Brazilian is the world's best accent no one knows

September 12, 2016

 

You can practically feel the sun and samba beats bursting out of Brazilians mouths.

Yet when the coolest and sexiest accents in the world are spoken about you hear of the Irish, French, Italians or us Aussies. 

Even one of the many Spanish-speaking countries will usually be tossed up.

But Brazil, not so much.

Let me tell you though it should be on those lists because it is without a doubt one of the best accents in the world. And it sounds nothing like Spanish.

 

Brazilian Portuguese is like the world’s best kept secret accent, one any tourist who visits the country soon discovers.

 

In the streets, beaches and jungles from north to south surrounded by all its variations it’s hard not to be swept up in its rhythm which seems to mirror the essence of life in Brazil.

 

Like the famous French and Italians, Brazilians often don’t just talk, they “sing”. Their words ebb and flow like a musical chorus.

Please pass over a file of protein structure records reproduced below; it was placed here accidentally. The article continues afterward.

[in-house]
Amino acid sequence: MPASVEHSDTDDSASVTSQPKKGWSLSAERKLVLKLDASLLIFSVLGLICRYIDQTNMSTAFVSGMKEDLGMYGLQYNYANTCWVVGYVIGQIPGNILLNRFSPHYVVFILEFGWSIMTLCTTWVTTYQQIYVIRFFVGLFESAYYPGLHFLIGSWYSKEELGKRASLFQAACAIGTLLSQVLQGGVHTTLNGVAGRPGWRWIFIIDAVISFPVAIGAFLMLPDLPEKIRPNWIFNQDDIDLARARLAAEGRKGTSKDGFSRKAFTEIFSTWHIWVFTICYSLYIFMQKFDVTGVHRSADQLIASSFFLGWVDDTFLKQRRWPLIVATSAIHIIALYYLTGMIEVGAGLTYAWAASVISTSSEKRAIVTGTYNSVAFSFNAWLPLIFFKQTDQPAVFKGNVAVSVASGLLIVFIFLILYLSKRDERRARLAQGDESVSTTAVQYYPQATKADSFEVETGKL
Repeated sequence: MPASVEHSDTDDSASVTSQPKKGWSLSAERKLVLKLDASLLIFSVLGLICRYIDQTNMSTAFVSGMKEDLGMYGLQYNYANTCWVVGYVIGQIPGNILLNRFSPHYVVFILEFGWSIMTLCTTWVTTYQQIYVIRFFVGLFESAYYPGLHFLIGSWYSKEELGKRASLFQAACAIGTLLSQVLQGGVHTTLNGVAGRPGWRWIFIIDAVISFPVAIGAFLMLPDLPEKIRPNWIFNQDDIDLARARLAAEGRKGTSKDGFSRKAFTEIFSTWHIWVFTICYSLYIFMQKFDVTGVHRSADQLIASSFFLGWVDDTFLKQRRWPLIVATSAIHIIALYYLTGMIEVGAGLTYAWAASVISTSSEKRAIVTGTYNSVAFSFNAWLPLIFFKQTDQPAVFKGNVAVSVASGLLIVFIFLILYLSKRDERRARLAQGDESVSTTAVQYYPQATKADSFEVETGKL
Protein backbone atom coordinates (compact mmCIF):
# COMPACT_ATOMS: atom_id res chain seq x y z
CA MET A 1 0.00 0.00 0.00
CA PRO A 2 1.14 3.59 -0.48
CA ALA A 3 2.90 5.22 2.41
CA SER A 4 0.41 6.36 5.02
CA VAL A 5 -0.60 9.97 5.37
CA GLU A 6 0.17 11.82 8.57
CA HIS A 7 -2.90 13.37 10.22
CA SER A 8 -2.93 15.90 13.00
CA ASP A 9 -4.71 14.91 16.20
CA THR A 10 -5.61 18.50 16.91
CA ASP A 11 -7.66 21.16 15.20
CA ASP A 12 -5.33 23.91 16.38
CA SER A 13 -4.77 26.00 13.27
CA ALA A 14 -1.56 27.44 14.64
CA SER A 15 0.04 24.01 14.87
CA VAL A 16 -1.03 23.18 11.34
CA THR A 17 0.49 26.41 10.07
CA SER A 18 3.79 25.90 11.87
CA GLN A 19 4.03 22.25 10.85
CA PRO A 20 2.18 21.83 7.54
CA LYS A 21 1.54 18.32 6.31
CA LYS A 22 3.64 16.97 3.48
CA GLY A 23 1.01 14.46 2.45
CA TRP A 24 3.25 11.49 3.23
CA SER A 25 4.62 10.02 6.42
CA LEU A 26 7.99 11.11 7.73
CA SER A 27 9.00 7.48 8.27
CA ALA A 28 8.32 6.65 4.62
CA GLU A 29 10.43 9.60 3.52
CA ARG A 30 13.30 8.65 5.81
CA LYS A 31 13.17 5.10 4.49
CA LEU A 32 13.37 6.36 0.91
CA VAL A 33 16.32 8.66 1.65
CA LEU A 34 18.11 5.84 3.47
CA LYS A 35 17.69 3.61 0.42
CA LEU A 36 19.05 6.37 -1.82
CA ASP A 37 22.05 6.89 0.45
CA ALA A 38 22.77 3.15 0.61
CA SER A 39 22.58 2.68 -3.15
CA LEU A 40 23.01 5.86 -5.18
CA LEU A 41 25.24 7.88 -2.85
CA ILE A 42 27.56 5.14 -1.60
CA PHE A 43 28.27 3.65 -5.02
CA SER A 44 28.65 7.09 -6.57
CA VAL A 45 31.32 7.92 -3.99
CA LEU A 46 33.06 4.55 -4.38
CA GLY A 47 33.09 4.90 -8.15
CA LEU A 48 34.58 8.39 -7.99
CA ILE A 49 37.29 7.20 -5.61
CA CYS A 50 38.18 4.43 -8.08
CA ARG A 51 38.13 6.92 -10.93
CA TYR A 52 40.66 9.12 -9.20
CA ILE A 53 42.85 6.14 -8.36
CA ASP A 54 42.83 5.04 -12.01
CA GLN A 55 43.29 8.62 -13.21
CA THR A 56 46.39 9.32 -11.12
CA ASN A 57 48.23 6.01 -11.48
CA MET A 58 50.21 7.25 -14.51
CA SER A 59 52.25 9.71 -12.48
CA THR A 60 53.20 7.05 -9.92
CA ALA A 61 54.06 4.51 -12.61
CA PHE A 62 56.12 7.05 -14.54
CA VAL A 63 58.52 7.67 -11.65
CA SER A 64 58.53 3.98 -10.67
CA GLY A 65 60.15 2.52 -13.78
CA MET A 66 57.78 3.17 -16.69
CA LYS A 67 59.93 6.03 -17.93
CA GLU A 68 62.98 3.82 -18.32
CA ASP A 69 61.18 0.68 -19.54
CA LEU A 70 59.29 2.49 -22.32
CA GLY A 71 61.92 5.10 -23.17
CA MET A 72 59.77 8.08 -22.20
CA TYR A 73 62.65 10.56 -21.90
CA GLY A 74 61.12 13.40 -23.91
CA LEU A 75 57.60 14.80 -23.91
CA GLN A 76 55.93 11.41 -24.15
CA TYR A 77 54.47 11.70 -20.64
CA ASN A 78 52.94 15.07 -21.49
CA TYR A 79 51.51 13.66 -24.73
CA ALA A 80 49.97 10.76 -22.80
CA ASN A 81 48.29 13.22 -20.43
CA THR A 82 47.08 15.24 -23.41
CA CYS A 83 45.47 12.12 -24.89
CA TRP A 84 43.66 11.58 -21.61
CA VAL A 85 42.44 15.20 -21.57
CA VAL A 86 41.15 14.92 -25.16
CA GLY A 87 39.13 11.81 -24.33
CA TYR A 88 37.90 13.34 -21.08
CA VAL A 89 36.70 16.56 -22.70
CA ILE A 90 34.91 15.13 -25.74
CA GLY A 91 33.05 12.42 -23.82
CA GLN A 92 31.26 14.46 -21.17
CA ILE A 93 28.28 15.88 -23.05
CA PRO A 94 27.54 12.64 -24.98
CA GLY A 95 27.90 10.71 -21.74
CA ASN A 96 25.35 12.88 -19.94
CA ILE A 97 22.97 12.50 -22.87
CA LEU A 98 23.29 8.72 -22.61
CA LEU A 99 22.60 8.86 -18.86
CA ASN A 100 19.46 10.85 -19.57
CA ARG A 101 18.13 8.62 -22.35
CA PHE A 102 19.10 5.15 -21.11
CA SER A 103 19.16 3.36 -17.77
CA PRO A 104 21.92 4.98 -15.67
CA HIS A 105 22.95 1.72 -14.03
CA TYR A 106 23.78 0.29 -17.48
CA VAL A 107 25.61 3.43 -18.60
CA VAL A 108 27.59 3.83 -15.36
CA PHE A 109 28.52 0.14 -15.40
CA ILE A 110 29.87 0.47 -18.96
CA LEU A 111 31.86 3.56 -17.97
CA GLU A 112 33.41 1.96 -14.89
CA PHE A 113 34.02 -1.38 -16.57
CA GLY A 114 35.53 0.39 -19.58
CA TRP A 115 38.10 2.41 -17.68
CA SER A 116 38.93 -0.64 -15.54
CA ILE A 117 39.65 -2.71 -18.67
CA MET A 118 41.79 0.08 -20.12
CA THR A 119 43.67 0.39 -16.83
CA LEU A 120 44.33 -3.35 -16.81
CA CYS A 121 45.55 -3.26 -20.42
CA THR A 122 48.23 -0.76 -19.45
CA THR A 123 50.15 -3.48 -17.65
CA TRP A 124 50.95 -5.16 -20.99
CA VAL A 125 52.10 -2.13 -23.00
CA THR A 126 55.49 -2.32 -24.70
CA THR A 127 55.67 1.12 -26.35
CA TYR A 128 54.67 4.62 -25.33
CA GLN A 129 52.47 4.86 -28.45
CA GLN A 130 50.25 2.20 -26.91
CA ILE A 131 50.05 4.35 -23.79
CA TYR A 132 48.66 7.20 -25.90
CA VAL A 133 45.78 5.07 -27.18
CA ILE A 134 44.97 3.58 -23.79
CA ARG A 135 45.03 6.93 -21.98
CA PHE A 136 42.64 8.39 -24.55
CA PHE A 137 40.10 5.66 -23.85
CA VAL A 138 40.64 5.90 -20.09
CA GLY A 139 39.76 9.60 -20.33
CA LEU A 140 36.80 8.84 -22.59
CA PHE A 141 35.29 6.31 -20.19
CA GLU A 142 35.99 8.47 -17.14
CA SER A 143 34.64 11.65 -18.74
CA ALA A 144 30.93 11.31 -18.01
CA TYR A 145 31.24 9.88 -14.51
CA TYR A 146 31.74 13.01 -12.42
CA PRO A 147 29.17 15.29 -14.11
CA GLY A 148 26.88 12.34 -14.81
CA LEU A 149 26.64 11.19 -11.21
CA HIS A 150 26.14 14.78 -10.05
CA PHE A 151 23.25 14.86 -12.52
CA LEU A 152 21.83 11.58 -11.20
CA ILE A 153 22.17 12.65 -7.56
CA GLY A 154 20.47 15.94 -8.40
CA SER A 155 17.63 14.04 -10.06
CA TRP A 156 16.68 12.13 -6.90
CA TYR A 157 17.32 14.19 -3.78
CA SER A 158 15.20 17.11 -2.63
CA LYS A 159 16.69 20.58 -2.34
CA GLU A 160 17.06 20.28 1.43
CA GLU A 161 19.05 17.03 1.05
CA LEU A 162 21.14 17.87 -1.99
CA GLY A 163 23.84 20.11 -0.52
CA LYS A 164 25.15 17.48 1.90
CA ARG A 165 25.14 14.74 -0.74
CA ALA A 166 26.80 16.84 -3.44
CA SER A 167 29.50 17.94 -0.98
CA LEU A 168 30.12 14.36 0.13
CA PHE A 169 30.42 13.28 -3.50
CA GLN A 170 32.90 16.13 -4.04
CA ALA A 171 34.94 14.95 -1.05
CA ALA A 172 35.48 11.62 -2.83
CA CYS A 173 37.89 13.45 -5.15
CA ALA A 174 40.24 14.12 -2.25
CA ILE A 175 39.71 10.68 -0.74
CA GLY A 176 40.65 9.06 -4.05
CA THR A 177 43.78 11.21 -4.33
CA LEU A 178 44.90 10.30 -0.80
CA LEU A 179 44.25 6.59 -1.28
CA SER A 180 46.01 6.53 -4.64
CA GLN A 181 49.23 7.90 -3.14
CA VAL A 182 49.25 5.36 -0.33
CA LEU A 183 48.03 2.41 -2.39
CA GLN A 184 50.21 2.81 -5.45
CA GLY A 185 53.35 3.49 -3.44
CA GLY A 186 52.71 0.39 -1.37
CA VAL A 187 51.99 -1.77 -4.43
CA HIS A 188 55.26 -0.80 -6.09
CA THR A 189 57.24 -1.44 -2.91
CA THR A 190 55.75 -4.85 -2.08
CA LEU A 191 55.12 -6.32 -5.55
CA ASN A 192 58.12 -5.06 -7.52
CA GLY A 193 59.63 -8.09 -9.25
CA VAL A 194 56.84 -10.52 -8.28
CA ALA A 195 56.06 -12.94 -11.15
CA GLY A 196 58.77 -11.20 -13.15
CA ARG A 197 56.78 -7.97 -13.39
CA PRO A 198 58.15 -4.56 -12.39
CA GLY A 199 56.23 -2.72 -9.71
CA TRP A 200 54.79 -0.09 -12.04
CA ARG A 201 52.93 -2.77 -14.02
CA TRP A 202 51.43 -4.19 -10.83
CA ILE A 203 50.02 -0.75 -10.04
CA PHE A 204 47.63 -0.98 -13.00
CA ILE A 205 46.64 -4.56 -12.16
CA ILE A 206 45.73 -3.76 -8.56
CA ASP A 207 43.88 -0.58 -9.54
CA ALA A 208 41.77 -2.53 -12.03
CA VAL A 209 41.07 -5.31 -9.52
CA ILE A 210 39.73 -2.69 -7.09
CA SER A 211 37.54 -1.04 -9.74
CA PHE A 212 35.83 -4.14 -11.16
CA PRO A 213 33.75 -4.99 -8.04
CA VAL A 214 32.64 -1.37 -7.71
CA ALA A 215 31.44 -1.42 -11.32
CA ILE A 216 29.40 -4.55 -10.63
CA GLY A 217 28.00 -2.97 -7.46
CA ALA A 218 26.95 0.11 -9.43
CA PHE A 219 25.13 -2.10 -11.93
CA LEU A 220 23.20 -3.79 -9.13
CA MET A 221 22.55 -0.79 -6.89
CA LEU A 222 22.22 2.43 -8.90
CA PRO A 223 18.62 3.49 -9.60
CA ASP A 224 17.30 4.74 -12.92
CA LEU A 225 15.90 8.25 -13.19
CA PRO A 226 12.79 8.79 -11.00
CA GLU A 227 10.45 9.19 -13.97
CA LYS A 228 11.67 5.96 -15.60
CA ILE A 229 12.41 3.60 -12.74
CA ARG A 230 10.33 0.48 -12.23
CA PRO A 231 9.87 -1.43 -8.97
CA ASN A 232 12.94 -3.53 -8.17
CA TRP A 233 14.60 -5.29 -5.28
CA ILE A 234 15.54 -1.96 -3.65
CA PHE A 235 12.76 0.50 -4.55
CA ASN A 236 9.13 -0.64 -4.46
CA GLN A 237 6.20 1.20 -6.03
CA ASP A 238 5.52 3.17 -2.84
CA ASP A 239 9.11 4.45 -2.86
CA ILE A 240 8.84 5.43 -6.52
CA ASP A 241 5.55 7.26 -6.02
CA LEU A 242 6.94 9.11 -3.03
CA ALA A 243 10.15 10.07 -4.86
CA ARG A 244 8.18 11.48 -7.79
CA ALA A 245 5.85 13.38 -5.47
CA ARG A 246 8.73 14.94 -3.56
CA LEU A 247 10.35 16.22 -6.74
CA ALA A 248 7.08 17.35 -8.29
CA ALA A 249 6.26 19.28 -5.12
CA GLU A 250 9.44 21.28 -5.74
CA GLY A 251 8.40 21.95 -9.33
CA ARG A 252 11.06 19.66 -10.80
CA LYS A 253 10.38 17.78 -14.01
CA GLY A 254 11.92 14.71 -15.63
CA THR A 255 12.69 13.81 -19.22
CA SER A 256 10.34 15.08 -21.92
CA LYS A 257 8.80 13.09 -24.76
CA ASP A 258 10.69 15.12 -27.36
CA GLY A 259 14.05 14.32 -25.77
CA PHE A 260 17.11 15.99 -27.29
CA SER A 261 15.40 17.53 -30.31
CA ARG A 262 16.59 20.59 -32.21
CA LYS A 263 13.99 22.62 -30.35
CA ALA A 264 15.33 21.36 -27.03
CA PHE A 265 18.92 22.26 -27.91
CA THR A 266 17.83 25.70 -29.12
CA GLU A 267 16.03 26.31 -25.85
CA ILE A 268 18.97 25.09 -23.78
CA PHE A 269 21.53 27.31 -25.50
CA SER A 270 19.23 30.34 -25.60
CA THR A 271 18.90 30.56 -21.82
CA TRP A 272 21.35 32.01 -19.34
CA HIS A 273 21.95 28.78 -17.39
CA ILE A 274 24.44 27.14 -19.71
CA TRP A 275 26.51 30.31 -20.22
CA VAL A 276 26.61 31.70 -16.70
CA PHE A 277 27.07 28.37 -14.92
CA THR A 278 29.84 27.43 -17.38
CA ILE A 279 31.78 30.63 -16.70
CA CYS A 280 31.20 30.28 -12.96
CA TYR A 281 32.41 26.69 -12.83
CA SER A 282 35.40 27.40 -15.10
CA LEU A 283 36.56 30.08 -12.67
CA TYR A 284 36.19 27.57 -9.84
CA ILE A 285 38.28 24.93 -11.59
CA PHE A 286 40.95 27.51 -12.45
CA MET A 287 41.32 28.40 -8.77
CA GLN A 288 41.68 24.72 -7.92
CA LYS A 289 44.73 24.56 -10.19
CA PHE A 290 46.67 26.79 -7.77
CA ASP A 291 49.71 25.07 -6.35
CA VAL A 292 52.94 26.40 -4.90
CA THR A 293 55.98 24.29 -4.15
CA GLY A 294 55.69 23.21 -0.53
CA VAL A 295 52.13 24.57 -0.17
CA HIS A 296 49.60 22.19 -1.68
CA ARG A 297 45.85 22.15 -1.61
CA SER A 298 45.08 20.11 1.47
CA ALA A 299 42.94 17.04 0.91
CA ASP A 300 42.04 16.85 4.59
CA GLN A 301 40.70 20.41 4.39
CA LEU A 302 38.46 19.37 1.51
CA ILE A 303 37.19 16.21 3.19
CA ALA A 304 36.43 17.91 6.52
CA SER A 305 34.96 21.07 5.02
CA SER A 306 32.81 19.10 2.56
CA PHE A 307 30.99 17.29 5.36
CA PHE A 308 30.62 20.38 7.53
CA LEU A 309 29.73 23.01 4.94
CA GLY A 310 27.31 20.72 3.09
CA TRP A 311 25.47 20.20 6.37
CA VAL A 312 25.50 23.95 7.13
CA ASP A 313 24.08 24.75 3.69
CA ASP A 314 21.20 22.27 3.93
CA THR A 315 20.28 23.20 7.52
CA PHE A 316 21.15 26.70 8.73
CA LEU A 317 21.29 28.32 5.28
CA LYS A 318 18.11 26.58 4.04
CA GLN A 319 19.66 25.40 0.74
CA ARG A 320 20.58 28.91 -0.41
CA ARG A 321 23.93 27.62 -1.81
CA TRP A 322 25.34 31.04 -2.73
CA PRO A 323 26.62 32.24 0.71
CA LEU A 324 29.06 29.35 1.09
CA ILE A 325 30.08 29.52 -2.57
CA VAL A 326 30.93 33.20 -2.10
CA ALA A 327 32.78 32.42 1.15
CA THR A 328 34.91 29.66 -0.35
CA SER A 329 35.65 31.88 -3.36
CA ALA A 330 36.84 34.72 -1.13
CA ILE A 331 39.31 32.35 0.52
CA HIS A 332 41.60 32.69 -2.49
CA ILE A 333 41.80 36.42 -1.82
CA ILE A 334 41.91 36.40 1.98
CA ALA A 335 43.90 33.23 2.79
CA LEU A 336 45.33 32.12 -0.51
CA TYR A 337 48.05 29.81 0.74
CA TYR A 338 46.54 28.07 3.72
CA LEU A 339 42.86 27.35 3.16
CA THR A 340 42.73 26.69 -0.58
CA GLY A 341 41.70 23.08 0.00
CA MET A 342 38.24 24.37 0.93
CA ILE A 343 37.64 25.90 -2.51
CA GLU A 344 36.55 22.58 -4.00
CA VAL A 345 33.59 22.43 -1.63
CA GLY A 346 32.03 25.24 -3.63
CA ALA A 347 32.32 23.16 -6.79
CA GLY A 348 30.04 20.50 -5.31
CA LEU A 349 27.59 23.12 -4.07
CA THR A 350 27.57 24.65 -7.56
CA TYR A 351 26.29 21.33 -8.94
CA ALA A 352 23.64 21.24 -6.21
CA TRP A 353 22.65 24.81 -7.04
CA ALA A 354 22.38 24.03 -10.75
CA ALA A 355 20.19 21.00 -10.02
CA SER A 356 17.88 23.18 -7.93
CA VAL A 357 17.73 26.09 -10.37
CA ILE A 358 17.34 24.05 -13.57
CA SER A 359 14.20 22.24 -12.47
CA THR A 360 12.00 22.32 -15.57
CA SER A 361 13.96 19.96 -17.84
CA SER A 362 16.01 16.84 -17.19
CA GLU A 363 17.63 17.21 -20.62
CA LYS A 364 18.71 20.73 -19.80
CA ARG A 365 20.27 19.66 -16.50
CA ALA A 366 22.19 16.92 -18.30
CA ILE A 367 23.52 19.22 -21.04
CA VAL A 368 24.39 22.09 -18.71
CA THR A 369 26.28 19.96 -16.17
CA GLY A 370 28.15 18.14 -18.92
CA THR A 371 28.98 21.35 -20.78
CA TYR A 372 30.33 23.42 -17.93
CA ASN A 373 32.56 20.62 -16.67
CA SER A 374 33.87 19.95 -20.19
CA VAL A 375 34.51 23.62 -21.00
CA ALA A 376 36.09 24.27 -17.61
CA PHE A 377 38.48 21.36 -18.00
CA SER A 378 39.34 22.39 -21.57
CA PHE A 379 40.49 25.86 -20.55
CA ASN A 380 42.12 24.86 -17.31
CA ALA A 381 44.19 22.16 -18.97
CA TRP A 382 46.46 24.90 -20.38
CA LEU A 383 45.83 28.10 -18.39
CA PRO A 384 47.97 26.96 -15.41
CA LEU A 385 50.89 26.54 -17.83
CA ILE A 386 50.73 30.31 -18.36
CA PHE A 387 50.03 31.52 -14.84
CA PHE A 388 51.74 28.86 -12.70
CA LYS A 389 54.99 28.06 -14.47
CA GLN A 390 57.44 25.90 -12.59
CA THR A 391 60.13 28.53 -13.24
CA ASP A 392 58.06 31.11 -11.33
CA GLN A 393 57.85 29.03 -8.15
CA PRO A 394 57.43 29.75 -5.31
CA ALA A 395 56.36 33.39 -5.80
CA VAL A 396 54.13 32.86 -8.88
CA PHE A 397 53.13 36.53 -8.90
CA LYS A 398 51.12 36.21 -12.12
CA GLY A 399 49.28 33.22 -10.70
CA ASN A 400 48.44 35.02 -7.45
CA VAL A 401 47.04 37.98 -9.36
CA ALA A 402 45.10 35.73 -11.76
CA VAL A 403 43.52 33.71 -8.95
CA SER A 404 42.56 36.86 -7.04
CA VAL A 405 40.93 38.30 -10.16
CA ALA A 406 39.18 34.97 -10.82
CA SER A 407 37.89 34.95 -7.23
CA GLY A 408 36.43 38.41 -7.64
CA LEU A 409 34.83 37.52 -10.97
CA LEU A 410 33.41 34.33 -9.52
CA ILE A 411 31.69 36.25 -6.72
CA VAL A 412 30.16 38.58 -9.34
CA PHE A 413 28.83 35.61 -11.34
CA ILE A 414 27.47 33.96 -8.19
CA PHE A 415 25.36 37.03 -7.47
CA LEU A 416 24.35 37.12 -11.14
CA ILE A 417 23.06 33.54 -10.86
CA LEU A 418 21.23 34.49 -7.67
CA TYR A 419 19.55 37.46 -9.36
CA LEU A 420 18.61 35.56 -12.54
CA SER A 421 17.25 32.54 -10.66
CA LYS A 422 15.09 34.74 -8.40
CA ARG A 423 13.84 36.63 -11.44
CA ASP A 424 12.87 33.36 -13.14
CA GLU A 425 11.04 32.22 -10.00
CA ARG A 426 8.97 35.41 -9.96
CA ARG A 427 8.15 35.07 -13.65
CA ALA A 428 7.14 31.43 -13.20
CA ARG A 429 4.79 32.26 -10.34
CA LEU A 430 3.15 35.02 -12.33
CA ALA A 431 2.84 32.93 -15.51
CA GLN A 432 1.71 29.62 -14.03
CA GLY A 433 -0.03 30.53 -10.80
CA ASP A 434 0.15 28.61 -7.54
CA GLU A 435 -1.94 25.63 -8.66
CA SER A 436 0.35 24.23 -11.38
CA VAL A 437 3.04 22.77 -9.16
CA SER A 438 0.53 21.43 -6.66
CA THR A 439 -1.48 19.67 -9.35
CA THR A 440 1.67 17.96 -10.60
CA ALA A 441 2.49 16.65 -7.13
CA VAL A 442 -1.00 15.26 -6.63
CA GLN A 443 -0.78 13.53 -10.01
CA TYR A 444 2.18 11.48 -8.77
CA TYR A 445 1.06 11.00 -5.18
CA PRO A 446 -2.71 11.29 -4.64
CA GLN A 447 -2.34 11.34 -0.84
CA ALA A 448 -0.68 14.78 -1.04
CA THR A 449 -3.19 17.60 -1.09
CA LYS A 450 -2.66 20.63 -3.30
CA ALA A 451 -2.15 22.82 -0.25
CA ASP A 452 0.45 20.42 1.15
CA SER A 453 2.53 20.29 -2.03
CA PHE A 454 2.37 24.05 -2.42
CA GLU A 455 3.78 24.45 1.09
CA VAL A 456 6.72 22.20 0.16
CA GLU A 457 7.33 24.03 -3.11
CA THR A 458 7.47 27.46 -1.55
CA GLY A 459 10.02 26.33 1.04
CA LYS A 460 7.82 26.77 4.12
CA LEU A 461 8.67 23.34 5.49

This is on display no better than on Rio’s Ipanema, Copacabana and Leblon beaches where the roaming food and drink sellers get their catchy calls stuck in your head for life.

 

“Acai, acai, acai!” a man cries about the country’s now world-famous hipster berry turned icy-cold drink (A-cai-eee).

 

“Coca, agua, cerveja!” the next one shouts for coke, water and beer, emphasising the last A of each word.

 

Cariocas, Rio's residents, are also famous for having their own distinctive accent which people from the country's largest city Sao Paulo just six hours away do not have and do not like.

 

But with much of the most famous Brazilian pop culture and its dominant media and television network 'Globo' coming from Rio de Janeiro, the rest of the country cannot avoid it unless they switch off.

 

There’s also the cute, high-pitched, kind of nasally way Brazilian women often speak and the deep, rhythmic swagger that many of the men have. It can even sound kind of Eastern European.

 

A Brazilian speaking English is always a pleasure to listen to as well, their sound translates across so well that native English speakers might wish they could sound like them.

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I'm Ian Walker, an Australian freelance journalist and travel writer who ditched his job as a full-time newspaper reporter to move to Rio de Janeiro, Brazil.

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